COPD (Chronic Obstructive Pulmonary Disease) is a disease that makes it hard to breathe and, according to the National Heart, Lung, and Blood Institute (NHLBI), gets worse over time. COPD is also known as Chronic Bronchitis and Emphysema, a progressive disease that produces large amounts of mucus and causes shortness of breath. The disease is most commonly caused by cigarette smoking. However, according to the NHLBI, up to 25% of those with COPD never smoked. They also say that long term exposure to other lung irritants like air pollution, dusts, and chemical fumes may contribute to the severity of COPD. Although it is progressive and undoubtedly affects one’s quality of life, there are effective ways to prevent or manage this disease.
According to the Mayo Clinic, preventing COPD is simple, “The majority of cases are directly related to cigarette smoking, and the best way to prevent COPD is to never smoke or to stop smoking now.” Tobacco cessation is notoriously difficult, and the Mayo Clinic recommends a structured tobacco cessation program for best results. Furthermore, those individuals exposed to chemicals at work should discuss any health and safety concerns with their supervisors.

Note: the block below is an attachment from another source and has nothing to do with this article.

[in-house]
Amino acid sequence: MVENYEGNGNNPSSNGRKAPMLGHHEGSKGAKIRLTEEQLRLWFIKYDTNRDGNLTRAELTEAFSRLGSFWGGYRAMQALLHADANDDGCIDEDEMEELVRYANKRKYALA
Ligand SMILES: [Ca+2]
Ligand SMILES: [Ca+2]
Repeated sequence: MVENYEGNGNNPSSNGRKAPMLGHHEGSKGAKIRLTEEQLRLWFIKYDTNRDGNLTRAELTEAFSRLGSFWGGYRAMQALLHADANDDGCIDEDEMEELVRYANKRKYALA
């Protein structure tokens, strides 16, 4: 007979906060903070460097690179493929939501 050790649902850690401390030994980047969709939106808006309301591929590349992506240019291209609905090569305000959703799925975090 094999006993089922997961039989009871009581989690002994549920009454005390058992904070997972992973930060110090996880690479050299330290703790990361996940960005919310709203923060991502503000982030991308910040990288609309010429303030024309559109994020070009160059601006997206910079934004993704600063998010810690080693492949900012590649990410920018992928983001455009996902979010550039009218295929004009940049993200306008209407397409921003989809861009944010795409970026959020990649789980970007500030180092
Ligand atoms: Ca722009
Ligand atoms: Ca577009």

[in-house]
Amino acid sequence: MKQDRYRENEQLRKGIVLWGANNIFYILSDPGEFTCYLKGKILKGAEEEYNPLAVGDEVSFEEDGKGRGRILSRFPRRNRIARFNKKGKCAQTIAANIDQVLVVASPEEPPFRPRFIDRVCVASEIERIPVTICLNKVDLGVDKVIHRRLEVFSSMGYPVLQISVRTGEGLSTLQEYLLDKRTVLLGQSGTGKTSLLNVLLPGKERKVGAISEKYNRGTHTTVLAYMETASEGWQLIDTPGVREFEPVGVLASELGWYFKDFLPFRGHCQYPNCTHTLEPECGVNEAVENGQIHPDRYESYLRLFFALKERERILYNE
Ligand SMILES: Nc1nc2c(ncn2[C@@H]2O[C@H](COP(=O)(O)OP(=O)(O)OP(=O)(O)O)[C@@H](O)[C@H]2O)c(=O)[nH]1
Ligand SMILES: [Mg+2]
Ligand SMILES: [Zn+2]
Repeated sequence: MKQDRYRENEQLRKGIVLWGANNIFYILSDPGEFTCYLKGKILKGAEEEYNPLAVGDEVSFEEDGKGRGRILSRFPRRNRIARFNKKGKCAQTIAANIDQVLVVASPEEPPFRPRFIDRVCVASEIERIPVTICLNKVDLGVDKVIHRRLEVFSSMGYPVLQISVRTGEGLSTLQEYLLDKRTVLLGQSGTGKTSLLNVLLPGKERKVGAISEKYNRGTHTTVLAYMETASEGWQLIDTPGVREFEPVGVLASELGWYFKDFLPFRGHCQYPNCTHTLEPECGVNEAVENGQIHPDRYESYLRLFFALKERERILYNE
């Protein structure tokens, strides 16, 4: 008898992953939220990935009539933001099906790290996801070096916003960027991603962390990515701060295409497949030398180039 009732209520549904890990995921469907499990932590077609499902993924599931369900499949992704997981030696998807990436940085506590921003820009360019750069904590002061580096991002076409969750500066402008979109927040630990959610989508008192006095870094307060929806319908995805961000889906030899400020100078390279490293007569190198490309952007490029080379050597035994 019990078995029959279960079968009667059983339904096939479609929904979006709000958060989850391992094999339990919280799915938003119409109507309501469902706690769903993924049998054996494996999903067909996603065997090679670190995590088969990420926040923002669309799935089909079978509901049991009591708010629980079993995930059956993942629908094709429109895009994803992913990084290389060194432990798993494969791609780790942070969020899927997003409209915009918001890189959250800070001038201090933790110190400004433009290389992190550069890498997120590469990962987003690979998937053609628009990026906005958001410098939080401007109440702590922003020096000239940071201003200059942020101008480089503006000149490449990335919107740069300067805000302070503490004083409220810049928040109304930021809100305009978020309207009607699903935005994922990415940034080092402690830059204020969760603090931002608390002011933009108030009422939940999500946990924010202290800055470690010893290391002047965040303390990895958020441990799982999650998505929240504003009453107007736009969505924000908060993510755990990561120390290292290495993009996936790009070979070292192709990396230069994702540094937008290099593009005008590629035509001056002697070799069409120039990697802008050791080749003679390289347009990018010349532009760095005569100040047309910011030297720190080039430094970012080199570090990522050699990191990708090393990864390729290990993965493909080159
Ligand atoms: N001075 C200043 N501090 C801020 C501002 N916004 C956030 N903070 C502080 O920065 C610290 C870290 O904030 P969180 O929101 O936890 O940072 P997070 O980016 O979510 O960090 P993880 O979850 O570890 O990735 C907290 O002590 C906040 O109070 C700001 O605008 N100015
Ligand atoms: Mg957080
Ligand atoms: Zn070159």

Beyond this clear path of prevention lies a not-so-clear area, disease management and living an active lifestyle with COPD. For many patients, Pulmonary Rehabilitation is an important aspect of the treatment plan. This rehabilitation describes a program that can assist the patient with techniques to help them breathe easier, and exercise regiment, education about the condition and counseling. Exercise is a key element of this rehabilitation and management process. Some of the benefits of exercise for those with COPD are; improved circulation, increased energy levels, and more efficient oxygen consumption. Given the nature of COPD as a pulmonary disease, the most impactful form of exercise is aerobic. With that said, stretching and strength training are also important for a healthy, balanced kinetic system. Breathing patterns are important for all individuals, but they are vital for COPD patients.
Before starting an exercise program, individuals should consult with their primary healthcare provider. For individuals with COPD, a deeper conversation may be required. Patients should consider how often they should exercise, how long they should exercise, and what types of exercise they should perform. Patients should also review the timing of their medications with their physician before starting their exercise sessions. Through exercise, a better quality of life is possible for individuals living with COPD and that’s a breath of fresh air!